At that moment Celestia's head gave the slightest of jerks, and she turned towards Breeze with a strange look in her eyes.

"Queen of the Moon Hive? You mean the Mare in the Moon?"

"I've heard some ponies call her that," the changeling allowed. "But we always called her Queen. Drones all have their own stories about her. Usually something to do with watching changelings down here."

"Do they say that she protects you while she watches?"

He nodded, and Celestia was silent again, turning away so that, for the first time since entering the cell, she couldn't see them.

"I can't say that I fault your motive, and I sympathise with your plight,” she said, as if the subject of the Moon had never come up. “But... However understandable your position was at first, you have since done terrible things. You've hurt my ponies, far more than you've helped them. Any subject of mine who sat where you sit now would be facing trial, and doubtless a long prison sentence.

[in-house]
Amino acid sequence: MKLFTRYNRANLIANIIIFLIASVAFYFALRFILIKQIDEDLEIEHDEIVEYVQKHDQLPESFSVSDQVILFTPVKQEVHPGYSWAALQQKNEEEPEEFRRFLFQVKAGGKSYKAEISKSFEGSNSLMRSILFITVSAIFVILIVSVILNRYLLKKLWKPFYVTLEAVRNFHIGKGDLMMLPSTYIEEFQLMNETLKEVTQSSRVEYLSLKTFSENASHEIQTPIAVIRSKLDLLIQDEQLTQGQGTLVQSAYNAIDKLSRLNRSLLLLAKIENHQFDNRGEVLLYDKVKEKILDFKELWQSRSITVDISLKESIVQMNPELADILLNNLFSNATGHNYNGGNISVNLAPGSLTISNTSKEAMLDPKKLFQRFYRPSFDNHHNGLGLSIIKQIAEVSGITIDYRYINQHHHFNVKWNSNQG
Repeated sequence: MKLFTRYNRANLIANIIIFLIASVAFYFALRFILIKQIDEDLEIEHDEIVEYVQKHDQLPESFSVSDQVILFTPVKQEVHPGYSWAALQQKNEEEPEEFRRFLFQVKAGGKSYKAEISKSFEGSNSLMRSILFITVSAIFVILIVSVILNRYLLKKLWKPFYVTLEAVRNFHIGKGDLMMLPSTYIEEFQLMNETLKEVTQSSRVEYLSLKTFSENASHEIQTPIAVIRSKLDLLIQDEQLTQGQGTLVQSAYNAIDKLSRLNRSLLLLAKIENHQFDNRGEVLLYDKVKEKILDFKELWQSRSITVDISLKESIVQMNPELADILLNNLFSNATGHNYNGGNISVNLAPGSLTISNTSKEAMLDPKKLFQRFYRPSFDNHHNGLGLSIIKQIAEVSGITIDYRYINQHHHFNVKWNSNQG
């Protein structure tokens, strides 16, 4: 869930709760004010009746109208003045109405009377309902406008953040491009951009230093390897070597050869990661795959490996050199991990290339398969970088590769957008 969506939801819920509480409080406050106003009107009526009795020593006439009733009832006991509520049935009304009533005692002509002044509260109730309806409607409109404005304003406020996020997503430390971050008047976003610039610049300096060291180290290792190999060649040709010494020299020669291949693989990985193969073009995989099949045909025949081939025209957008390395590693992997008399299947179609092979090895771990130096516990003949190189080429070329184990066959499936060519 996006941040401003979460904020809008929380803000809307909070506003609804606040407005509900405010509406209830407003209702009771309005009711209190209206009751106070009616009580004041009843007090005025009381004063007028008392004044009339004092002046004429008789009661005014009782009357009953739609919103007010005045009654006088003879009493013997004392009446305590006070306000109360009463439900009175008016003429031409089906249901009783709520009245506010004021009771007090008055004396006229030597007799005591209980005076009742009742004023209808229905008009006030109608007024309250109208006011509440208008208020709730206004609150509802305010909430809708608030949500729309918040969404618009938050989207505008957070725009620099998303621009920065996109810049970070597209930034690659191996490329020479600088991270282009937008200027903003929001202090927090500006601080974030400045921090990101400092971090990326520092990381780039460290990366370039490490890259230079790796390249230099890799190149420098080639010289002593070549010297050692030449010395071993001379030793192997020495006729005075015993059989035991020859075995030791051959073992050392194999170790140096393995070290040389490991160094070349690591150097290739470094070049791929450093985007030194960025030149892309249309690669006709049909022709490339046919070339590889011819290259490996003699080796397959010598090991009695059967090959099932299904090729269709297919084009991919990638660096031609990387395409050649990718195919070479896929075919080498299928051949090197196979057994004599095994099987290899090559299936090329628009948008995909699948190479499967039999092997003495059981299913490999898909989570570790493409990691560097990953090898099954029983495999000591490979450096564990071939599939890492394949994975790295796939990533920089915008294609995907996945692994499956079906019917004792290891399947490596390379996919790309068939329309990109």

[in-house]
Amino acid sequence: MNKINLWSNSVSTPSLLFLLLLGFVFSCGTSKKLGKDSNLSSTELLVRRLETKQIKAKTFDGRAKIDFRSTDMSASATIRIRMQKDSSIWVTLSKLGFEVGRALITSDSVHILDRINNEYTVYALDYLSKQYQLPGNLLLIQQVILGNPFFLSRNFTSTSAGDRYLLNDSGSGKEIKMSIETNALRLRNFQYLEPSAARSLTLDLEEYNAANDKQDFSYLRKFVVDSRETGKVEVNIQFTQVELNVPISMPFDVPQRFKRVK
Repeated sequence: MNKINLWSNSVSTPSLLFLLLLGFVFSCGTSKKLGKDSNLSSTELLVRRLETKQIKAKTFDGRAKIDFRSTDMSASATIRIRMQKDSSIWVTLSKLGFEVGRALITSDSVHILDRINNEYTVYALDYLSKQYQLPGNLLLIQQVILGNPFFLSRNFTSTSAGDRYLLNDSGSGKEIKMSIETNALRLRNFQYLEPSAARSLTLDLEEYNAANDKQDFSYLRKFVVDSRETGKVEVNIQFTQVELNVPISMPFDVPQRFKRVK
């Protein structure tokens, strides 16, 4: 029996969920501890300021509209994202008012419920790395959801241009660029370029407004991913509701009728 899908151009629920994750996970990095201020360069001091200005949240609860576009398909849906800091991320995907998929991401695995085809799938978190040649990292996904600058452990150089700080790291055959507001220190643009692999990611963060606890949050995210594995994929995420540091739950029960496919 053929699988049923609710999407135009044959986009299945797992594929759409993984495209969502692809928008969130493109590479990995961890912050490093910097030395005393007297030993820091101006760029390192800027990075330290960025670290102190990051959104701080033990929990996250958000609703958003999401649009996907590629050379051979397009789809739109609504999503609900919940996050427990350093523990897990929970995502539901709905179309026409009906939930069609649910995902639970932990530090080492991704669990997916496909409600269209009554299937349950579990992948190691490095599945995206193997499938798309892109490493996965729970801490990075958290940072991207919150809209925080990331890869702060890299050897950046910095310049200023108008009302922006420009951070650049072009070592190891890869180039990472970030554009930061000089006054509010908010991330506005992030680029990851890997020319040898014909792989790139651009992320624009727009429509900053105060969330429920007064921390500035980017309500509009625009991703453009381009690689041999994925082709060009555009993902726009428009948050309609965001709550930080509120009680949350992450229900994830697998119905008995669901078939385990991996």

"In your case, though, the circumstances are...different. And there is an opportunity here that I'd be a fool to squander."

"What opportunity?" Sun said, leaning forward. There was a sense of trepidation about him.

Celestia didn't seem to heed the question.

"This land isn't kept safe by kind thoughts and soft words alone, as many of my ponies seem to believe. My reputation with your kind perhaps runs closer to the truth. For Equestria has enemies, both external and internal, mighty and cunning. A time is coming when the image of strength alone won't be enough to protect us, and we will have to rely on other defences. Some might suggest military might, but war is a last resort. Diplomacy and subterfuge will always be preferable to conflict. Diplomacy is something I have much experience with, but subterfuge... Well, here I have two shapeshifters, creatures who thrive on duplicity thrown into my castle seeking sanctuary. And, I think, seeking to make amends."